By Cassandra Zetta
In celebrating and educating for the LGBTQ+ community, we must also discuss the struggles and needs trans people have when wedding planning. Through tips shared in this article, we hope to begin to create a more open and safe space for the trans community within the wedding industry. The thoughts and experiences shared below are the reflections of contributing trans community members. Please keep in mind no two people or experiences are the same.
A foundational step in being an inclusive vendor is to only use gender-neutral language on your website, contracts and social media. Click here to learn more about creating inclusive wedding contracts. Gender-inclusive language sends the clear message to your clients that your business is a welcoming place for LGBTQ+ people—including transgender people.
“In general, I think the best way to be inclusive of trans folk is to be conscious and respectful about language,” says JB Fuoco. “Not...
Let's go over the basics of the LGBTQ+ community, starting with who we are:
L = lesbian
G = gay
B = bisexual
T = transgender
Q = queer
+ = everyone else in our community who feels more aligned with another identity, such as pansexual (sexual attraction not based on gender identity), genderqueer, agender, gender fluid or nonbinary (gender identity that goes beyond or between male or female), and more.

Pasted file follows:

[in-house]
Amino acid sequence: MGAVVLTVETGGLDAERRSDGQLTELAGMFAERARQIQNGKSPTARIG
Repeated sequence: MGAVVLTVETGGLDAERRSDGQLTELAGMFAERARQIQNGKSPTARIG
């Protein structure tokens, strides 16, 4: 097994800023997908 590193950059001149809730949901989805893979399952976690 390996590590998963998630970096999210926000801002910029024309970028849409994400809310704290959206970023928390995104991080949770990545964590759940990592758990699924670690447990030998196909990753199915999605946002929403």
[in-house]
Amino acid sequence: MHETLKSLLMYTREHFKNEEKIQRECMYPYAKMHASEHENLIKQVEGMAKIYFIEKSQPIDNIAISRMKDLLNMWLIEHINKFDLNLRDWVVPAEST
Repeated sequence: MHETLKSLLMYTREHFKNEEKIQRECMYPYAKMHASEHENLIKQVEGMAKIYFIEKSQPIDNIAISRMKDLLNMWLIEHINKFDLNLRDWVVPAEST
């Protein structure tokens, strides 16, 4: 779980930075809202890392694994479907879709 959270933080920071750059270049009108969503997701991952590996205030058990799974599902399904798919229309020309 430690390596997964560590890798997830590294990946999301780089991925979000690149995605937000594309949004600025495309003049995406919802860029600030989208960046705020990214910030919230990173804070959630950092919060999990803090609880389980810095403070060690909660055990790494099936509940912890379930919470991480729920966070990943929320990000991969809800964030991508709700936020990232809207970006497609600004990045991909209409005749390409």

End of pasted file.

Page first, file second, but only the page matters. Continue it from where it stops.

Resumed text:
Queer was once a derogatory term but the LGBTQ+ community has reclaimed it as something we’re quite proud of. Not every LGBTQ+ person uses the word. It is more often used by people younger than 40. Queer can pertain to sexual orientation or gender identity. It’s an umbrella term for our community that’s much more accurate than the term gay or lesbian, since those words have much more narrow definitions. Transgender is the word used for people who do not identify with the gender they were assigned at birth. The correct...
Love is the reason you got into this business in the first place. Love fuels the wedding industry. While the wedding industry is booming at $72 billion, it grew to that insane number because of love. Your work should support your living expenses and beyond, no doubt. Just because you love love doesn't mean you give yourself or your work away. You deserve to be paid justly for your work. But at the end of the day, your work should showcase your belief that you're in the business of love. Love is love is love is love. And your clients are in love. That's why they're hiring you. Of course, they're interested in your artisan wares, your modern aesthetic, your equality-mindedness, your incredible venue, your connections and your value of privacy. But the impetus of even having the need to hire you in the first place all goes back to love.
When you're in the business of love, how should you alter (altar!) your thinking? What does that even mean?
1 / Remember that your clients'...
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